The 39 Steps is a melodrama adapted from the 1915 novel by John Buchan and the 1935 film by Alfred Hitchcock. The original concept and production of a four-actor version of the story was by Simon Corble and Nobby Dimon. Patrick Barlow rewrote this adaptation in 2005.[1]

The play's concept calls for the entirety of the 1935 adventure film The 39 Steps to be performed with a cast of only four. One actor plays the hero, Richard Hannay, an actress (or sometimes actor) plays the three women with whom he has romantic entanglements, and two other actors play every other character in the show: heroes, villains, men, women, children and even the occasional inanimate object. This often requires lightning fast quick-changes and occasionally for them to play multiple characters at once. Thus the film's serious spy story is played mainly for laughs, and the script is full of allusions to (and puns on the titles of) other Alfred Hitchcock films, including Strangers on a Train, Rear Window, Psycho, Vertigo and North by Northwest.

Production history[edit]

The first version of the play written by Simon Corble and Nobby Dimon for a cast of four actors and funded by a £1,000 Yorkshire Arts Grant, premiered in 1995 before an audience of 90 people at the Georgian Theatre Royal in Richmond, North Yorkshire, before embarking on a tour of village halls across the north of England.[2]

In 2005 Patrick Barlow rewrote the script, keeping the scenes, staging and small-scale feel,[2] and on June 17, 2005 this re-adaption premiered at the West Yorkshire Playhouse,[3][4] directed by Fiona Buffini and designed by Peter McKintosh.[5] The featured actors were Robert Whitelock, Lisa Jackson, Simon Gregor and Mark Hadfield.[6]Maria Aitken directed the revised production in its London premiere at the Tricycle Theatre (London),[7] which opened on 10 August 2006 titled John Buchan's The 39 Steps.[8] The cast for the London premiere comprised Rupert Degas, Charles Edwards, Simon Gregor and Catherine McCormack, again with designs by Peter McKintosh. The production transferred to the Criterion Theatre in London's West End in September 2006.[9]The 39 Steps closed on 5 September 2015 after 9 years in the West End, making it the fifth longest running play in West End history.[10]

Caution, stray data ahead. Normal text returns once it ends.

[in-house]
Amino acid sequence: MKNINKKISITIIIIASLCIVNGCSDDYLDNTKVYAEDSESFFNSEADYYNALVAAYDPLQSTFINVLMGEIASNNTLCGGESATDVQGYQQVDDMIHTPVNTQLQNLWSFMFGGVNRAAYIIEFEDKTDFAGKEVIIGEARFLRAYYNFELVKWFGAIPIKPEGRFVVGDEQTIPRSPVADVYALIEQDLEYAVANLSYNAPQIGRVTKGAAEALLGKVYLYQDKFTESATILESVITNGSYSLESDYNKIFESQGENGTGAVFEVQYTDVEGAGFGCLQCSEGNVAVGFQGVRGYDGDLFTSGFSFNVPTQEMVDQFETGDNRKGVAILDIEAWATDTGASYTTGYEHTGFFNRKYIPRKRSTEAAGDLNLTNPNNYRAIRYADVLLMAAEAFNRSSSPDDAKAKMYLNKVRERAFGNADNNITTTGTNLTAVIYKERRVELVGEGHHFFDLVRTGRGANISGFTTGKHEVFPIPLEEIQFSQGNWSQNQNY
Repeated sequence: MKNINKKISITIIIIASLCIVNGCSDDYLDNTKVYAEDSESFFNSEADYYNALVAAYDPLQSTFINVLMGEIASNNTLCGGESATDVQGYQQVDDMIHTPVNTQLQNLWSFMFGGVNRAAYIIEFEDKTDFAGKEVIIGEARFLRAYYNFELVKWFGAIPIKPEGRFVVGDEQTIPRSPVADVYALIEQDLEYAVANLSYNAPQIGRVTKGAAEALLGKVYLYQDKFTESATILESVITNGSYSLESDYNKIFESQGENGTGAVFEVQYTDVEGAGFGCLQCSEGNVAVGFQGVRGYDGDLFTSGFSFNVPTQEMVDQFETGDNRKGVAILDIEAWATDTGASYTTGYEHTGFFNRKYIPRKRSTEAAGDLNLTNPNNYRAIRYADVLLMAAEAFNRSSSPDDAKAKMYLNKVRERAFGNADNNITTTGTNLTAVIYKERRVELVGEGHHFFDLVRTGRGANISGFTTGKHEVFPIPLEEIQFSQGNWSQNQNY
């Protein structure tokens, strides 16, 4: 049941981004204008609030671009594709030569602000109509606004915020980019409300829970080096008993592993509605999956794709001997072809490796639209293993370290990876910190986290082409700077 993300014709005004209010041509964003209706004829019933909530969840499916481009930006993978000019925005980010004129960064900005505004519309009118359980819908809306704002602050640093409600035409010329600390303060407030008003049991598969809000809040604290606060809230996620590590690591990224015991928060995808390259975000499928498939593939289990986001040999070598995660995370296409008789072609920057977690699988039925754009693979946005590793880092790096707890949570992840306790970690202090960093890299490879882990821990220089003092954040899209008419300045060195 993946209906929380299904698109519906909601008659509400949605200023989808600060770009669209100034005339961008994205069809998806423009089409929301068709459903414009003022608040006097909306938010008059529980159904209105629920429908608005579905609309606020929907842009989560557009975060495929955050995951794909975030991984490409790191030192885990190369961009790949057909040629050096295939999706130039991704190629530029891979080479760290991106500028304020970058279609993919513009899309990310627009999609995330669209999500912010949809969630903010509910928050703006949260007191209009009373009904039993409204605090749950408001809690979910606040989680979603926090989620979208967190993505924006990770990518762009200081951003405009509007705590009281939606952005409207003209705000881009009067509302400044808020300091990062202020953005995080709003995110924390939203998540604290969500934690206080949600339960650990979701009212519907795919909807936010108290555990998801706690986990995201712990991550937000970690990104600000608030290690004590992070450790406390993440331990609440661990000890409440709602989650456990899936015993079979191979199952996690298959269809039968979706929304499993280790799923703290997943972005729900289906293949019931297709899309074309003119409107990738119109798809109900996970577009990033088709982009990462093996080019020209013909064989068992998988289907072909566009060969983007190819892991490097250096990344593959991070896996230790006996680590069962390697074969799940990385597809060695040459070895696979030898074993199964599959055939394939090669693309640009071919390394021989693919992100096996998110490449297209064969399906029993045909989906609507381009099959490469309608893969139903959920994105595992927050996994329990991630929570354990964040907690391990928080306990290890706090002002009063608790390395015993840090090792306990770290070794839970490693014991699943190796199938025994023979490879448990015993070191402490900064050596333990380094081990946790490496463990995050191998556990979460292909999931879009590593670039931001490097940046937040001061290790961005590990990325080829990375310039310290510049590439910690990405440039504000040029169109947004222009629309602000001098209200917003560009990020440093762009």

On 27 August 2008 a Spanish production opened at Maravillas Theatre in Madrid directed by Eduardo Bazo and starring Gabino Diego, Jorge de Juan, Diego Molero and Patricia Conde (later replaced by Beatriz Rico).

United States premiere[edit]

The play premiered the U.S. at the Boston University Theatre, by the Huntington Theatre Company, in Boston on 19 September 2007.[1][11] Billed as Alfred Hitchcock's The 39 Steps, it opened on Broadway in a Roundabout Theatre production at the American Airlines Theatre, with previews beginning on 4 January 2008 and the official opening on 15 January 2008.[8] The initial run concluded on 29 March 2008 and transferred to the Cort Theatre on 29 April 2008 and then transferred to the Helen Hayes Theatre on 21 January 2009.[12] Aitken also directed the United States productions, with McKintosh designing, and Edwards transferred to these productions as Richard Hannay, the only actor from the UK cast to do so. The other actors in the premiere US productions were Jennifer Ferrin, Arnie Burton and Cliff Saunders. Edwards concluded his run on 6 July 2008 and Sam Robards took over the role of Richard Hannay.[13][14]

Jeffrey Kuhn and Francesca Faridany joined the cast on 28 October 2008.[15] In December 2008 it was announced that Sean Mahon would take over the role of Richard Hannay. The show had its final Broadway performance on 10 January 2010 after 771 performances, "the longest-running Broadway play in seven years" (according to the writer for Playbill.com).[16][17]The 39 Steps transferred to the off-Broadway venue New World Stages, reopening on 25 March 2010.[17]